Why Didn't Google Or Comcast Protect The Identity Of Anonymous Church Blogger Who Was Outed?
from the criminal-subpoenas-deserve-privacy-too dept
You may recall the story we discussed recently concerning a church in Florida, where one member of the church was anonymously blogging critical comments about the church. Another member of the same church, who was heavily involved in the church hierarchy, was also a local police officer and used that position to get subpoenas and to reveal the blogger’s identity. Once he did so, he dropped the investigation, destroyed the records and told the church leaders who it was. The whole thing was highly questionable. At the time, we questioned why the state’s attorney was willing to issue subpoenas on such an issue.
Paul Levy wanted to know the answer to another question: why did both Google and Comcast cough up this guy’s identifying information without even giving him a chance to quash the subpoenas. He asked both companies and the answer he got is, basically, that they immediately cough up info if it’s a criminal subpoena rather than a civil one:
Although neither Google nor Comcast generally opposes outright civil subpoenas to identify their users, both have a good history of insisting that the enforcement of such subpoenas be deferred until they have a chance to give notice to the customers, so that the customers will have a chance to defend their anonymity. This practice made their failure to defend their customer?s rights in this instance all the more surprising. I inquired of their legal departments why they acted as they did. I was disappointed to learn that neither company customarily asks any questions or gives any notice to customers when their receive subpoenas in connection with a criminal investigation. Instead, they verify only that the subpoena forms are properly filled out and are issued by courts of competent jurisdiction.
Considering how frequently we hear stories of governments abusing their investigative power, it’s a bit troubling that these companies do not, in fact, go further in protecting their customers’ rights even in cases of criminal subpoenas. Levy notes that, unlike those two companies, many actual media companies are much better at resisting criminal subpoenas when appropriate:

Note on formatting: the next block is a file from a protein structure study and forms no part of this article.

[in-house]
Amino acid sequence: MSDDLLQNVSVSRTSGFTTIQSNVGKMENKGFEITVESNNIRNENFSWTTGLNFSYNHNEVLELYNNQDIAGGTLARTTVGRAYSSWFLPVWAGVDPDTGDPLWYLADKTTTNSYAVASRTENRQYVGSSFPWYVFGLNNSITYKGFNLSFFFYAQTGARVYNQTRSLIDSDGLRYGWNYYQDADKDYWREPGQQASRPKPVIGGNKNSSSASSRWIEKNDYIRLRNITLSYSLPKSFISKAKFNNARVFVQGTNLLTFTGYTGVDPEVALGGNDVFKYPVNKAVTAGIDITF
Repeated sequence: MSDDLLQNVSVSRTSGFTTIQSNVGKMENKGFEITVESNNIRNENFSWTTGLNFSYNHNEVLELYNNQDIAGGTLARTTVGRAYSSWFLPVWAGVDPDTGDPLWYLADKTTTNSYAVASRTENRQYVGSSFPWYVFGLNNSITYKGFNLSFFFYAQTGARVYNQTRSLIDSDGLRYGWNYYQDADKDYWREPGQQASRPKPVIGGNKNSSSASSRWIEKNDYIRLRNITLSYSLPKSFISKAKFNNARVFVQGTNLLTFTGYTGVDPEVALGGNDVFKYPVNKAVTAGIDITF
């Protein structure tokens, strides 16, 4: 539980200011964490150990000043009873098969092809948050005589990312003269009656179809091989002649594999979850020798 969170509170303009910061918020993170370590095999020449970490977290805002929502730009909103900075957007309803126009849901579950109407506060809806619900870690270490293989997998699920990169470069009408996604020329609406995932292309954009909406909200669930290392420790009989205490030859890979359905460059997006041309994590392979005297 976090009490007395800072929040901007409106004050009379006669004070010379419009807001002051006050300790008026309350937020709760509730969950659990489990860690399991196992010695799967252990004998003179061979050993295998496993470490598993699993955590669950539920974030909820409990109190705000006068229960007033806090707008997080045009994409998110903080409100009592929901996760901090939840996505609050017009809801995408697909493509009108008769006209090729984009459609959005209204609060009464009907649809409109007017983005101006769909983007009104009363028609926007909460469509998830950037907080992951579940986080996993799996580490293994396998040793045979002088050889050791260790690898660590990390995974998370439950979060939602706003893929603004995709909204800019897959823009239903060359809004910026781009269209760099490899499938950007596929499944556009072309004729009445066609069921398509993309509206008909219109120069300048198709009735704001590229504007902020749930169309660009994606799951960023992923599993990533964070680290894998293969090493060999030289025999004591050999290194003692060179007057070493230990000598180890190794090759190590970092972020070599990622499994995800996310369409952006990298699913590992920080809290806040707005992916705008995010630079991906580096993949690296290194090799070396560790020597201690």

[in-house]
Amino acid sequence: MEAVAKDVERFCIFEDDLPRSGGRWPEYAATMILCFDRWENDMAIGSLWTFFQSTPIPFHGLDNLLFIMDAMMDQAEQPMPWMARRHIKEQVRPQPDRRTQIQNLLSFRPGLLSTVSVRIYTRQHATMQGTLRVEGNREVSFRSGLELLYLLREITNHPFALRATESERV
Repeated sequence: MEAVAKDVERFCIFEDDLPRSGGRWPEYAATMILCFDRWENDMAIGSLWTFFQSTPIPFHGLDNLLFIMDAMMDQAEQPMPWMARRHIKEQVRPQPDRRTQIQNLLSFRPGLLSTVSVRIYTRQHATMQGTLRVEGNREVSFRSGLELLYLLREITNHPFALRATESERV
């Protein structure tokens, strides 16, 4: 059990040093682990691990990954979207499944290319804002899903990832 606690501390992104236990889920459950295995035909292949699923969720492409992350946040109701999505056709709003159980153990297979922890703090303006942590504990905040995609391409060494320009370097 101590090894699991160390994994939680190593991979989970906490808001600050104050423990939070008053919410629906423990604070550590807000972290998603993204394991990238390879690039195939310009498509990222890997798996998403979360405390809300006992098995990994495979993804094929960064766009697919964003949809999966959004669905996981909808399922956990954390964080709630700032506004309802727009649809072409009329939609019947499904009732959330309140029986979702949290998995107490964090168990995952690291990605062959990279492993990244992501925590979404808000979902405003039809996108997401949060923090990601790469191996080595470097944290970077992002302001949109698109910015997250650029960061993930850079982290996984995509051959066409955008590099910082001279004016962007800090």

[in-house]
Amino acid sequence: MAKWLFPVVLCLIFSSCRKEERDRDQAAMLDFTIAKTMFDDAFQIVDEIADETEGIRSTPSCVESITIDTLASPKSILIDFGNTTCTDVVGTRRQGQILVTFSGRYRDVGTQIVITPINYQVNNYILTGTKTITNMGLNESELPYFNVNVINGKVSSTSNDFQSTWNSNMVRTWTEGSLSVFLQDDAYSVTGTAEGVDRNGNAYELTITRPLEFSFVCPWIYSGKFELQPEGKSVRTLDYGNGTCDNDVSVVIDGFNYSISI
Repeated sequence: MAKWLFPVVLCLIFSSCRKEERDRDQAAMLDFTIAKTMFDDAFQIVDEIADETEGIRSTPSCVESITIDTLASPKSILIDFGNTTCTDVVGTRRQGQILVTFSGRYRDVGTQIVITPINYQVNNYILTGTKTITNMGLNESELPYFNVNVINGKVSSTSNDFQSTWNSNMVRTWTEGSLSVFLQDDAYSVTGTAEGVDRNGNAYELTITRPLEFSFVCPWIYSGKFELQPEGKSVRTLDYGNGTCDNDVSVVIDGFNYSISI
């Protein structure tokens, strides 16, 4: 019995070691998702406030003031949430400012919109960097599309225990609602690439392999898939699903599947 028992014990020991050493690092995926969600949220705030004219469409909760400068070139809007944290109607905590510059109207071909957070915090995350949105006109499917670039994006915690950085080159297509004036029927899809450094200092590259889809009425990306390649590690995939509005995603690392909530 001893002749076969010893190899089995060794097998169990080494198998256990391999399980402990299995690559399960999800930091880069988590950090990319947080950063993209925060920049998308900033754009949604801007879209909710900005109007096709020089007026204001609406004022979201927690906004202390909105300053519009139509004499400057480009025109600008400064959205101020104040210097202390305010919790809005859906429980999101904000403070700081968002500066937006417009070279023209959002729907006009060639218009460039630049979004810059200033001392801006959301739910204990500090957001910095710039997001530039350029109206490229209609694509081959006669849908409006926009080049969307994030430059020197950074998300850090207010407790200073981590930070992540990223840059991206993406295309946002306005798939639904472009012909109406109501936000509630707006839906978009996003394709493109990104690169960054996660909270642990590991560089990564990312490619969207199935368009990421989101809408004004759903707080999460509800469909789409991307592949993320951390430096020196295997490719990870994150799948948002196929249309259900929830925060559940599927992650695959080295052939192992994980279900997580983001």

The discussion reminded me that although the major ISP?s have generally behaved well when they receive civil subpoenas to identify their users, insisting that their users get notice and an opportunity to seek to quash, they lag far behind the mainstream media when it comes to criminal subpoenas. Newspapers and broadcasters have a forty-year history of fighting criminal investigators who issue subpoenas to identify their sources. Newspaper and television reporters regularly accept incarceration as the price that sometimes has to be paid for this principle. I can?t think of an ISP that has stood up to state power so strongly.
In least in some cases, that history has led media companies to resist criminal subpoenas to identify bloggers, although the media lawyers present evinced wide variation in the value that they placed on the content provided by users who comment on media web sites. All agreed that, at the very least, users should get notice so that they can move to quash on their own. And after the panel Barbara Wall, a vice-president of the Gannett media chain, discussed with me a number of cases around the country where Gannett has successfully resisted criminal subpoenas to identify the users of the web sites of some of their outlets around the country. Sometimes Gannett is able to talk to prosecutors out of pursuing subpoenas, and sometimes it beats them in court. (It appears that Gannett adopted a firm policy in response to an embarrassing incident involving one of its own papers.).
This is a good point and one that doesn’t get much attention in the tech space. Hopefully, more tech service providers will begin to recognize that their customers have rights in criminal investigations as well as in civil lawsuits.